Should New Hampshire pass legislation to bypass the Electoral College?
By: LFDA Editor
When all is said and done, it's the Electoral College vote -- not the popular vote -- that decides the presidency. Some states are considering legislation that essentially bypasses the Electoral College. Should New Hampshire join in?
The Electoral College is made up of 538 electors from the all of the states. New Hampshire has four of those electors. The candidate who wins the vote in a state wins the electors. The candidate who wins the most electors nationally wins the presidency.
In the 2000 presidential election, Democrat Al Gore received 50,999,897 votes; Republican George Bush received 50,456,002. In the Electoral College count, however, Bush tallied 271 electors to Gore's 266. Bush became the president.
Following that controversy, some states passed the National Popular Vote bill. That bill awards the state's Electoral College votes to the candidate who receives the most votes nationally, not the candidate who wins the state.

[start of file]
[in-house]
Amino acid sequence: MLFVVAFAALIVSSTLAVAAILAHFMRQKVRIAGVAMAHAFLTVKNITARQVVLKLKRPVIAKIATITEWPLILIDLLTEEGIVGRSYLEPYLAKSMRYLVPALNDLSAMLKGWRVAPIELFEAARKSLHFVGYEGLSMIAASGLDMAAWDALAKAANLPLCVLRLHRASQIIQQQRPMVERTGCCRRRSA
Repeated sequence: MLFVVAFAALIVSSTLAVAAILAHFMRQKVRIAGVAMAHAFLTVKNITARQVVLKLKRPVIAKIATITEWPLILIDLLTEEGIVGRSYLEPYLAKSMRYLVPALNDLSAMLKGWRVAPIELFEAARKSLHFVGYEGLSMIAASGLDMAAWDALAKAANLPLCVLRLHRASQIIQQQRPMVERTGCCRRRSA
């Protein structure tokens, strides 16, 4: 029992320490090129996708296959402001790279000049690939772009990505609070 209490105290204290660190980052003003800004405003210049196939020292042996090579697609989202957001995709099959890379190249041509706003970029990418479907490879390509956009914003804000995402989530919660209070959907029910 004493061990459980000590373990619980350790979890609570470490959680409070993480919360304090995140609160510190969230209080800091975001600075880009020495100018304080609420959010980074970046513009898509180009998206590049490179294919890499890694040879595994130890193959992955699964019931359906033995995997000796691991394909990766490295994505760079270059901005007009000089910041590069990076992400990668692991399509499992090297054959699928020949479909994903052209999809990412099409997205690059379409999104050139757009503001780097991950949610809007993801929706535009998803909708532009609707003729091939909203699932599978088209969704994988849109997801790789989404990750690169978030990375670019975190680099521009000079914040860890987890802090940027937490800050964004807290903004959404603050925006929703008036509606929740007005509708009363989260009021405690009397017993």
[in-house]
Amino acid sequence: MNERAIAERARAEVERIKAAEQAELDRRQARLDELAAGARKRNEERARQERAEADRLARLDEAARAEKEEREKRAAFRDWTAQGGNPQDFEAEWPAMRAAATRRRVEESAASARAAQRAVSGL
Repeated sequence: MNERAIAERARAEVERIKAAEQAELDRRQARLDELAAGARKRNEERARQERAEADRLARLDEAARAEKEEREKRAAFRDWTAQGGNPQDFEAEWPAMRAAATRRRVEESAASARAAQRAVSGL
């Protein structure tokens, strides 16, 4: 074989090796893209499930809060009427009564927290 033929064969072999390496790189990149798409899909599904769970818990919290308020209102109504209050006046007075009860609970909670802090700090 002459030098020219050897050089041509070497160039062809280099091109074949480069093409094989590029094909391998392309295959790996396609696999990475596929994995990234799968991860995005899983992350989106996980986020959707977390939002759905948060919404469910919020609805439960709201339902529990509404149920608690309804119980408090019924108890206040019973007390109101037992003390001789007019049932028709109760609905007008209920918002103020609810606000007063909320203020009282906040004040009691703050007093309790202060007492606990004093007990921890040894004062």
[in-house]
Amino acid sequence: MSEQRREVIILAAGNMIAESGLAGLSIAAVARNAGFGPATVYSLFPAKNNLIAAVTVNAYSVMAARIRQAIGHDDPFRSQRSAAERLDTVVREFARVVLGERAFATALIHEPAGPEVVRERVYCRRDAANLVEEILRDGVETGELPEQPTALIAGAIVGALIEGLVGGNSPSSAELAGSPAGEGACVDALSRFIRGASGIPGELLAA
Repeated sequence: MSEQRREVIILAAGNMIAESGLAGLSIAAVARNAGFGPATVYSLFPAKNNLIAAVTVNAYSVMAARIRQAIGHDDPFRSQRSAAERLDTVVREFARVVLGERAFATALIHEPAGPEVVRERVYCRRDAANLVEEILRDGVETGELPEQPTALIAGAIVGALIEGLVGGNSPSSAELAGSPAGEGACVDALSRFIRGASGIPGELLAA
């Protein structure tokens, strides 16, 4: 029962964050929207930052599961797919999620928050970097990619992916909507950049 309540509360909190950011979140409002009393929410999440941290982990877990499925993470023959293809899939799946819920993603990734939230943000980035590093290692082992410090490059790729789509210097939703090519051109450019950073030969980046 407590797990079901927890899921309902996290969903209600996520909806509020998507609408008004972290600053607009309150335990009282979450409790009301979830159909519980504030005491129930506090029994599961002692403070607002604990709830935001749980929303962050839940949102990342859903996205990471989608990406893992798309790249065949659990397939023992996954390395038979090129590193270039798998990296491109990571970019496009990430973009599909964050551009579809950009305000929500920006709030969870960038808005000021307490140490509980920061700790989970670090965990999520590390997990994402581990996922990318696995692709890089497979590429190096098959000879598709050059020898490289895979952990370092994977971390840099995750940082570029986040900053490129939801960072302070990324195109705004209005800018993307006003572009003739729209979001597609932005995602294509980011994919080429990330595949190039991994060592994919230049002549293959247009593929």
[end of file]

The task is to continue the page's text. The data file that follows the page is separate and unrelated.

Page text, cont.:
Supporters of the National Popular Vote bill say the the current Electoral College system is confusing and causes candidates to focus unduly on a handful of battleground states with high elector counts, such as Florida.
Critics of the bill say it could create even more confusing scenarios than exist now. For example, the candidate that wins nationally might lose in New Hampshire. In that case, the state's four electoral votes would still go to the national-winning candidate who was not supported by Granite State voters.
According to the National Popular Vote website, nine states and Washington, D.C. have passed the National Popular Vote bill.
HB 148, sponsored by Cheshire District 16 Democrat Charles Weed, called for the direct popular election of president. That bill was killed in the House.
Two opposing proposals went before the Legislature's 2012 session. HJR 20, proposed by Democratic Rep. John Cloutier of Claremont, urged Congress to propose a constitutional amendment to abolish the Electoral College. That bill died in March 2012.
In contrast, HCR 42, proposed by Fremont Republican Rep. Daniel Itse, "expresses support for preserving" it. That resolution passed both the House and Senate, although "expressing support" has no legal consequence.
New Hampshire considered the National Popular Vote bill in 2009 in the form of HB 417, but the bill died in the House.
Is the Electoral College system broken, or do you think it should stay just as it is?